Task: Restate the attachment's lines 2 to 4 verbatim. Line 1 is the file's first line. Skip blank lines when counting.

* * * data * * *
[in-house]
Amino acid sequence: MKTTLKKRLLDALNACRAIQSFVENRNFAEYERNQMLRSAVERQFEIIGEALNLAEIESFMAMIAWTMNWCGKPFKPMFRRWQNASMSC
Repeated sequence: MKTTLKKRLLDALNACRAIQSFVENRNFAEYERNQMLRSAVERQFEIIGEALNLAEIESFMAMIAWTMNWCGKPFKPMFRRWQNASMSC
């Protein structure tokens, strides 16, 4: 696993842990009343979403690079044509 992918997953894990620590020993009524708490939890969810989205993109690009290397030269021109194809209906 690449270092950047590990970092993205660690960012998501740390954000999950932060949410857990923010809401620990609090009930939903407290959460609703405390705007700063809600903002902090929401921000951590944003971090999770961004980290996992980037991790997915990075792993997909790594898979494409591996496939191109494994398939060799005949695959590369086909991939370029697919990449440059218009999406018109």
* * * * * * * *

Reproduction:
Amino acid sequence: MKTTLKKRLLDALNACRAIQSFVENRNFAEYERNQMLRSAVERQFEIIGEALNLAEIESFMAMIAWTMNWCGKPFKPMFRRWQNASMSC
Repeated sequence: MKTTLKKRLLDALNACRAIQSFVENRNFAEYERNQMLRSAVERQFEIIGEALNLAEIESFMAMIAWTMNWCGKPFKPMFRRWQNASMSC
């Protein structure tokens, strides 16, 4: 696993842990009343979403690079044509 992918997953894990620590020993009524708490939890969810989205993109690009290397030269021109194809209906 690449270092950047590990970092993205660690960012998501740390954000999950932060949410857990923010809401620990609090009930939903407290959460609703405390705007700063809600903002902090929401921000951590944003971090999770961004980290996992980037991790997915990075792993997909790594898979494409591996496939191109494994398939060799005949695959590369086909991939370029697919990449440059218009999406018109």